“But you should know that even after Israel carried out this operation yesterday, if today it says ‘We want a political solution, let’s reach an agreement,’ it would be completely accepted by the majority of the Palestinian people,” Mr. Salah added. [continued…]
Barack Obama’s aides, in explaining the US president-elect’s silence, are meanwhile sticking to their mantra that the US only has one president at a time. But as the carnage and the outrage mount, this hands-off stance begins to look less like tact and more like a sign of a man who, confronted by a raw conflict that has defeated many more experienced statesmen before him, lacks new ideas.
Obama and his replacement for Rice, Hillary Clinton, have closely followed the Bush line on the ostracism of Hamas as an illegitimate terrorist organisation. He condemned Hamas rocket attacks in emotive, personalised terms during a visit to Sderot in southern Israel earlier this year.
“If somebody was sending rockets into my house where my two daughters sleep at night, I’m going to do everything in my power to stop that. And I would expect Israelis to do the same thing,” Obama said. Arab critics suggested at the time that a balancing line or two about the impact of the Israeli army on Palestinian family life in besieged Gaza would have been welcome. [continued…]
Editor’s Comment — The balancing line is utterly obvious (even if it’s impossible to imagine Obama using it): “If somebody was sending rockets into my house in Gaza where my two daughters sleep at night, I’m going to do everything in my power to stop that. And I would expect Palestinians to do the same thing.”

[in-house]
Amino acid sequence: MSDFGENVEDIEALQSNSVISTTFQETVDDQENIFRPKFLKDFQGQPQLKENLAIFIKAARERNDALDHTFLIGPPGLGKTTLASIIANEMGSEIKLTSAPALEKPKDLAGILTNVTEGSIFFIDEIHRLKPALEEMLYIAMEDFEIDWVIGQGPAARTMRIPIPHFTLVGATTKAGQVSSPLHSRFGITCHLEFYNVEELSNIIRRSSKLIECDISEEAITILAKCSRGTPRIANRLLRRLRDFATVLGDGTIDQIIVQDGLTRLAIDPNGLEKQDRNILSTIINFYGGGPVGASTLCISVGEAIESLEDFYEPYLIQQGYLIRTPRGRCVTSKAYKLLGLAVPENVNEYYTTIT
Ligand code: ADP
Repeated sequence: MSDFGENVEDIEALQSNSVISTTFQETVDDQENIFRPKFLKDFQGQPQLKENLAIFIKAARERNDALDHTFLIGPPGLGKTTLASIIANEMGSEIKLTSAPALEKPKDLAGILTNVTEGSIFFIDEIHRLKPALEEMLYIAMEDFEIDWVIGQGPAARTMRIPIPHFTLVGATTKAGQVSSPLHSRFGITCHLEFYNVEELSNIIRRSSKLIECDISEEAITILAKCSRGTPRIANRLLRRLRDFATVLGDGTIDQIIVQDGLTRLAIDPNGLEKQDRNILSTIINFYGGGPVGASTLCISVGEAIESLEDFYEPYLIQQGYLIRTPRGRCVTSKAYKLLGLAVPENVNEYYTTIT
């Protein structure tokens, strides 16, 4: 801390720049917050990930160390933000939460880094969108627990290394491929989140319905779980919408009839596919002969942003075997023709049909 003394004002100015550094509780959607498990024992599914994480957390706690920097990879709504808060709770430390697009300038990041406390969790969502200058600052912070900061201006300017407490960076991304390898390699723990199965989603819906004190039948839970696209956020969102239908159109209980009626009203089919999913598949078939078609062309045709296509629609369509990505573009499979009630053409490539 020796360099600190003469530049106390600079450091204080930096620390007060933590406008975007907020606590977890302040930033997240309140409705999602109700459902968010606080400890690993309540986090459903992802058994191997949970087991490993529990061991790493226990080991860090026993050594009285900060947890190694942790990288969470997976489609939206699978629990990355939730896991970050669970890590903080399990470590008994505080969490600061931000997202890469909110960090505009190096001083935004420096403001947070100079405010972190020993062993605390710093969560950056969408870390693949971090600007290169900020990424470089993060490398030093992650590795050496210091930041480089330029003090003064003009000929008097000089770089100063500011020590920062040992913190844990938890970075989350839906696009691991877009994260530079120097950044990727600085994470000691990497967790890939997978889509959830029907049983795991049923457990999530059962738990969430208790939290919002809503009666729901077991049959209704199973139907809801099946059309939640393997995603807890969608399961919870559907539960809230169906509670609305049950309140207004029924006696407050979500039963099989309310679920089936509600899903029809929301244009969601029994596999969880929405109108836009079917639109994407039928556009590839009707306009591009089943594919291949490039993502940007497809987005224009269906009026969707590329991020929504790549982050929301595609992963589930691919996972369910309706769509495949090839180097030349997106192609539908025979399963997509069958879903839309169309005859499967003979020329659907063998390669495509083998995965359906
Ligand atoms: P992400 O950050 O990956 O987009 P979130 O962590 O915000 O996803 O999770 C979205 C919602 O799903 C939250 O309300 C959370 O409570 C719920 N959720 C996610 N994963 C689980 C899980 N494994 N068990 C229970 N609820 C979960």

Terrorism is a normative term and not a descriptive concept. An empty word that means everything and nothing, it is used to describe what the Other does, not what we do. The powerful – whether Israel, America, Russia or China – will always describe their victims’ struggle as terrorism, but the destruction of Chechnya, the ethnic cleansing of Palestine, the slow slaughter of the remaining Palestinians, the American occupation of Iraq and Afghanistan – with the tens of thousands of civilians it has killed … these will never earn the title of terrorism, though civilians were the target and terrorising them was the purpose.
Counterinsurgency, now popular again among in the Pentagon, is another way of saying the suppression of national liberation struggles. Terror and intimidation are as essential to it as is winning hearts and minds.
Normative rules are determined by power relations. Those with power determine what is legal and illegal. They besiege the weak in legal prohibitions to prevent the weak from resisting. For the weak to resist is illegal by definition. Concepts like terrorism are invented and used normatively as if a neutral court had produced them, instead of the oppressors. The danger in this excessive use of legality actually undermines legality, diminishing the credibility of international institutions such as the United Nations. It becomes apparent that the powerful, those who make the rules, insist on legality merely to preserve the power relations that serve them or to maintain their occupation and colonialism. [continued…]